At the Teaching with Digital Texts: Comparative Experiences from the Field“. The panel was a mixture of the principle investigators and the publisher representatives from two pilot projects that ran last fall testing the economics and suitability of enhanced digital learning materials. The abstract of the session and the participants were:yesterday I had the privilege of chairing a panel for a session called “
The Chronicle of Higher Education had an article today [subscription required] about legislation pending on the floor of the U.S. House of Representatives that in part includes rules for disclosure of textbook selection and pricing. The lever is the reauthorization of the Higher Education Act, a major law that governs federal student aid. (In other words, it is unlikely that, if passed, an institution would not follow these proposed rules because it would mean not getting federal financial aid money for their students. Nice lever, eh?) The House of Representatives is expected to vote on the “College Opportunity and Affordability Act,” the reauthorization of the Higher Education Act, on Thursday, February 7th.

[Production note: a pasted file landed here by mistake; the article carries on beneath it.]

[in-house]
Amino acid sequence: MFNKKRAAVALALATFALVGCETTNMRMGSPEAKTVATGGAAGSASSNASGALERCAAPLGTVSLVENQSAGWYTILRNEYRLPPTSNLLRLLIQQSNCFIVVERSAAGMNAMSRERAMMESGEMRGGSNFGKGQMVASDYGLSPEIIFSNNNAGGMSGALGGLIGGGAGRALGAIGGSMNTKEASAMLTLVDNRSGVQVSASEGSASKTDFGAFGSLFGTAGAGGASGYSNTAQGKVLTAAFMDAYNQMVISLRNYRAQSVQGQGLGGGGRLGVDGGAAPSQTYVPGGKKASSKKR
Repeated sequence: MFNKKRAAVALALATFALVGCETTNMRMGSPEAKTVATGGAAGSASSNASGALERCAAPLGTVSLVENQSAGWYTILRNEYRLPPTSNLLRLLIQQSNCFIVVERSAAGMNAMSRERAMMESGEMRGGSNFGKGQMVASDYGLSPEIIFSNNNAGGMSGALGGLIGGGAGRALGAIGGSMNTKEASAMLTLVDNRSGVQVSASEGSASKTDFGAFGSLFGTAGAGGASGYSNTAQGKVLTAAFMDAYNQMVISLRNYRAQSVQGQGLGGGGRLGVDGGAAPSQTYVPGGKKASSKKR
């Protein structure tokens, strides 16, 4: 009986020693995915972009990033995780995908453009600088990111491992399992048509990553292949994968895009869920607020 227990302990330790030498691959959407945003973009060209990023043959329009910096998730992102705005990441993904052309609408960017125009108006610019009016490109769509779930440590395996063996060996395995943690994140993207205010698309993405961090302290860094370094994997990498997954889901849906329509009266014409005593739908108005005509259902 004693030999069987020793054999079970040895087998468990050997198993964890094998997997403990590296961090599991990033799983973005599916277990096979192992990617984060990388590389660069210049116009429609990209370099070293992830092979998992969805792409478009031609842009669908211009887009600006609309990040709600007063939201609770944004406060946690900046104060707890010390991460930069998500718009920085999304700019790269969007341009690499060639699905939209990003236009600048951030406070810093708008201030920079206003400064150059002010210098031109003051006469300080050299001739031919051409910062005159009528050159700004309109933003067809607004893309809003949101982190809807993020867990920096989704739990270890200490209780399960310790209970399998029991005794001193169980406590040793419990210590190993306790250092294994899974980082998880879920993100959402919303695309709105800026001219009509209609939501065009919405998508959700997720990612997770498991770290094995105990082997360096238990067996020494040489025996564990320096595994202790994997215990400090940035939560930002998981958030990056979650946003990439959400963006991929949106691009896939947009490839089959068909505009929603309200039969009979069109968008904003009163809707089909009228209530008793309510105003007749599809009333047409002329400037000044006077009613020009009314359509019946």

This topic is a bit far from “library technology” but part of my day job at OhioLINK has been involved with research on digital textbooks. To that end, I’ve been looking at companies that sell a digital form of the printed-and-bound textbook. The sites that I’ve found are summarized below; I would appreciate comments (public or private) that list other sites that you know about so this list can be as comprehensive as possible. Also, if you happen to be researching the same area, please get in touch if you are interested in comparing notes. The list is broken down into two parts, and the companies are listed alphabetically within each part.